934 qpart cmp x [] rlt rge r =
935 -- rlt and rge are in reverse order and must be sorted with an
936 -- anti-stable sorting
937 rqsort cmp rlt (x:rqsort cmp rge r)
938 qpart cmp x (y:ys) rlt rge r =
939 case cmp x y of
940 GT -> qpart cmp x ys (y:rlt) rge r
941 _ -> qpart cmp x ys rlt (y:rge) r
942
943 -- rqsort is as qsort but anti-stable, i.e. reverses equal elements
944 rqsort :: (a -> a -> Ordering) -> [a] -> [a] -> [a]
945 rqsort _ [] r = r
946 rqsort _ [x] r = x:r
947 rqsort cmp (x:xs) r = rqpart cmp x xs [] [] r
948
949 rqpart :: (a -> a -> Ordering) -> a -> [a] -> [a] -> [a] -> [a] -> [a]
950 rqpart cmp x [] rle rgt r =
951 qsort cmp rle (x:qsort cmp rgt r)
952 rqpart cmp x (y:ys) rle rgt r =
953 case cmp y x of
954 GT -> rqpart cmp x ys rle (y:rgt) r
955 _ -> rqpart cmp x ys (y:rle) rgt r
956 -}
957
958 #endif /* USE_REPORT_PRELUDE */
959
960 -- | The 'unfoldr' function is a \`dual\' to 'foldr': while 'foldr'
961 -- reduces a list to a summary value, 'unfoldr' builds a list from
962 -- a seed value. The function takes the element and returns 'Nothing'
963 -- if it is done producing the list or returns 'Just' @(a,b)@, in which
964 -- case, @a@ is a prepended to the list and @b@ is used as the next
965 -- element in a recursive call. For example,
966 --
967 -- > iterate f == unfoldr (\x -> Just (x, f x))
968 --
969 -- In some cases, 'unfoldr' can undo a 'foldr' operation:
970 --
971 -- > unfoldr f' (foldr f z xs) == xs
972 --
973 -- if the following holds:
974 --
975 -- > f' (f x y) = Just (x,y)
976 -- > f' z = Nothing
977 --
978 -- A simple use of unfoldr:
979 --
980 -- > unfoldr (\b -> if b == 0 then Nothing else Just (b, b-1)) 10
981 -- > [10,9,8,7,6,5,4,3,2,1]
982 --
983 unfoldr :: (b -> Maybe (a, b)) -> b -> [a]
984 unfoldr f b =
985 case f b of
986 Just (a,new_b) -> a : unfoldr f new_b
987 Nothing -> []
988
989 -- -----------------------------------------------------------------------------
990
991 -- | A strict version of 'foldl'.
992 foldl' :: (a -> b -> a) -> a -> [b] -> a
993 #ifdef __GLASGOW_HASKELL__
994 foldl' f z0 xs0 = lgo z0 xs0
995 where lgo z [] = z
996 lgo z (x:xs) = let z' = f z x in z' `seq` lgo z' xs
997 #else
998 foldl' f a [] = a
999 foldl' f a (x:xs) = let a' = f a x in a' `seq` foldl' f a' xs
1000 #endif
1001
1002 #ifdef __GLASGOW_HASKELL__
1003 -- | 'foldl1' is a variant of 'foldl' that has no starting value argument,
1004 -- and thus must be applied to non-empty lists.
1005 foldl1 :: (a -> a -> a) -> [a] -> a
1006 foldl1 f (x:xs) = foldl f x xs
1007 foldl1 _ [] = errorEmptyList "foldl1"
1008 #endif /* __GLASGOW_HASKELL__ */
1009
1010 -- | A strict version of 'foldl1'
1011 foldl1' :: (a -> a -> a) -> [a] -> a
1012 foldl1' f (x:xs) = foldl' f x xs
1013 foldl1' _ [] = errorEmptyList "foldl1'"
1014
1015 #ifdef __GLASGOW_HASKELL__
1016 -- -----------------------------------------------------------------------------
1017 -- List sum and product
1018
1019 {-# SPECIALISE sum :: [Int] -> Int #-}
1020 {-# SPECIALISE sum :: [Integer] -> Integer #-}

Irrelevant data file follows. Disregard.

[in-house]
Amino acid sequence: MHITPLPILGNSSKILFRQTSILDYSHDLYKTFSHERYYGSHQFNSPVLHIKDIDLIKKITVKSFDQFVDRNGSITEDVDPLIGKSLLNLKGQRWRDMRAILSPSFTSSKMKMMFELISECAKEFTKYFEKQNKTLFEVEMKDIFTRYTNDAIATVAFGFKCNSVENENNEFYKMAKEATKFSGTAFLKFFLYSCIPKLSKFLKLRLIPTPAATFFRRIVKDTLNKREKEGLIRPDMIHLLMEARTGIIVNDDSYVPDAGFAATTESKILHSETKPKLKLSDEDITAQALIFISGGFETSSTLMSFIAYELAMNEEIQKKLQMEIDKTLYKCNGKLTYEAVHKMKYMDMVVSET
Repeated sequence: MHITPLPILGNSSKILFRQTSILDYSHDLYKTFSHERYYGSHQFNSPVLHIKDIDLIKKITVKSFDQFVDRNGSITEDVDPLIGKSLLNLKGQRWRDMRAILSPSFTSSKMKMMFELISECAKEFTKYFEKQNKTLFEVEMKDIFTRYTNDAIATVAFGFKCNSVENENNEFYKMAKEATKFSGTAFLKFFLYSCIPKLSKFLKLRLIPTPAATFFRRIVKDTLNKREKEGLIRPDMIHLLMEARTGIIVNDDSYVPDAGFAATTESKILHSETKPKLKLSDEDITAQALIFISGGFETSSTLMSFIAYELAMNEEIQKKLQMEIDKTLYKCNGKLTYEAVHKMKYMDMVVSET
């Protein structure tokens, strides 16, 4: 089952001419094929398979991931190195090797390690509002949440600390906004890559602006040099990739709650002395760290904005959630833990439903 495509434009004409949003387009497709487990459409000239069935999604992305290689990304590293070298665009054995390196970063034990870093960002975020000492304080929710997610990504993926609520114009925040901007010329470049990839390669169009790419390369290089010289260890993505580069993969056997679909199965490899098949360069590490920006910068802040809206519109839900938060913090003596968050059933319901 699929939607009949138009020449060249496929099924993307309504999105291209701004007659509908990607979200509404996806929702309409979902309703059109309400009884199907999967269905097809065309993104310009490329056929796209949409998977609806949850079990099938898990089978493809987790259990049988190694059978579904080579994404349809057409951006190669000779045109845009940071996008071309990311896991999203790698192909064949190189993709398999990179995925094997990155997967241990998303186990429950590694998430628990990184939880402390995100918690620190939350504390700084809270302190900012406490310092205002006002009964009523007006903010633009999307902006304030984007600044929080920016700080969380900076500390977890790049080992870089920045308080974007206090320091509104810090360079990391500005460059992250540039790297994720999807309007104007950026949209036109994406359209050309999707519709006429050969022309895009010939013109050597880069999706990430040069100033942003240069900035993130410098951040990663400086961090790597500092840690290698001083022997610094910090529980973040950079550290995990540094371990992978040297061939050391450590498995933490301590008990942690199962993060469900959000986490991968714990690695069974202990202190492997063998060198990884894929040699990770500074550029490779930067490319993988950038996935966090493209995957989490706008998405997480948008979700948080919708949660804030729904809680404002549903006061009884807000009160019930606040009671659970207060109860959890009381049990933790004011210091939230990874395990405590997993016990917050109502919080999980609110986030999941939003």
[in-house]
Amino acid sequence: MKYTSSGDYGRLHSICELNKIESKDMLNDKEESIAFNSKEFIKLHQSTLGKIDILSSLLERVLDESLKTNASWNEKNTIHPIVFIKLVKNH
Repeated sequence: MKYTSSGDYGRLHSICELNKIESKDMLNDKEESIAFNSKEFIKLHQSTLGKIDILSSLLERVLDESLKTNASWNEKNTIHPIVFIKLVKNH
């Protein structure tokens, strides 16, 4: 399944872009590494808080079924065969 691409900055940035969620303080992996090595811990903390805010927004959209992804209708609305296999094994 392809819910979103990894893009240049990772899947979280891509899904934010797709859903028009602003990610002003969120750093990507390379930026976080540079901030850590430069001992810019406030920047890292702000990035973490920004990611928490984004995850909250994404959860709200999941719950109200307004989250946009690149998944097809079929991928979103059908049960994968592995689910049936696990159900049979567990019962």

1021 {-# SPECIALISE product :: [Int] -> Int #-}
1022 {-# SPECIALISE product :: [Integer] -> Integer #-}
1023 -- | The 'sum' function computes the sum of a finite list of numbers.
1024 sum :: (Num a) => [a] -> a
1025 -- | The 'product' function computes the product of a finite list of numbers.
1026 product :: (Num a) => [a] -> a
1027 #ifdef USE_REPORT_PRELUDE
1028 sum = foldl (+) 0
1029 product = foldl (*) 1
1030 #else
1031 sum l = sum' l 0
1032 where
1033 sum' [] a = a
1034 sum' (x:xs) a = sum' xs (a+x)
1035 product l = prod l 1
1036 where
1037 prod [] a = a
1038 prod (x:xs) a = prod xs (a*x)
1039 #endif
1040
1041 -- -----------------------------------------------------------------------------
1042 -- Functions on strings
1043
1044 -- | 'lines' breaks a string up into a list of strings at newline
1045 -- characters. The resulting strings do not contain newlines.
1046 lines :: String -> [String]
1047 lines "" = []
1048 #ifdef __GLASGOW_HASKELL__
1049 -- Somehow GHC doesn't detect the selector thunks in the below code,
1050 -- so s' keeps a reference to the first line via the pair and we have
1051 -- a space leak (cf. #4334).
1052 -- So we need to make GHC see the selector thunks with a trick.
1053 lines s = cons (case break (== '\n') s of
1054 (l, s') -> (l, case s' of
1055 [] -> []
1056 _:s'' -> lines s''))
1057 where
1058 cons ~(h, t) = h : t
1059 #else
1060 lines s = let (l, s') = break (== '\n') s
1061 in l : case s' of
1062 [] -> []
1063 (_:s'') -> lines s''
1064 #endif
1065
1066 -- | 'unlines' is an inverse operation to 'lines'.
1067 -- It joins lines, after appending a terminating newline to each.
1068 unlines :: [String] -> String
1069 #ifdef USE_REPORT_PRELUDE
1070 unlines = concatMap (++ "\n")
1071 #else
1072 -- HBC version (stolen)
1073 -- here's a more efficient version
1074 unlines [] = []
1075 unlines (l:ls) = l ++ '\n' : unlines ls
1076 #endif
1077
1078 -- | 'words' breaks a string up into a list of words, which were delimited
1079 -- by white space.
1080 words :: String -> [String]
1081 words s = case dropWhile {-partain:Char.-}isSpace s of
1082 "" -> []
1083 s' -> w : words s''
1084 where (w, s'') =
1085 break {-partain:Char.-}isSpace s'
1086
1087 -- | 'unwords' is an inverse operation to 'words'.
1088 -- It joins words with separating spaces.
1089 unwords :: [String] -> String
1090 #ifdef USE_REPORT_PRELUDE
1091 unwords [] = ""
1092 unwords ws = foldr1 (\w s -> w ++ ' ':s) ws
1093 #else
1094 -- HBC version (stolen)
1095 -- here's a more efficient version
1096 unwords [] = ""
1097 unwords [w] = w
1098 unwords (w:ws) = w ++ ' ' : unwords ws
1099 #endif
1100
1101 #else /* !__GLASGOW_HASKELL__ */
1102
1103 errorEmptyList :: String -> a
1104 errorEmptyList fun =
1105 error ("Prelude." ++ fun ++ ": empty list")
1106
1107 #endif /* !__GLASGOW_HASKELL__ */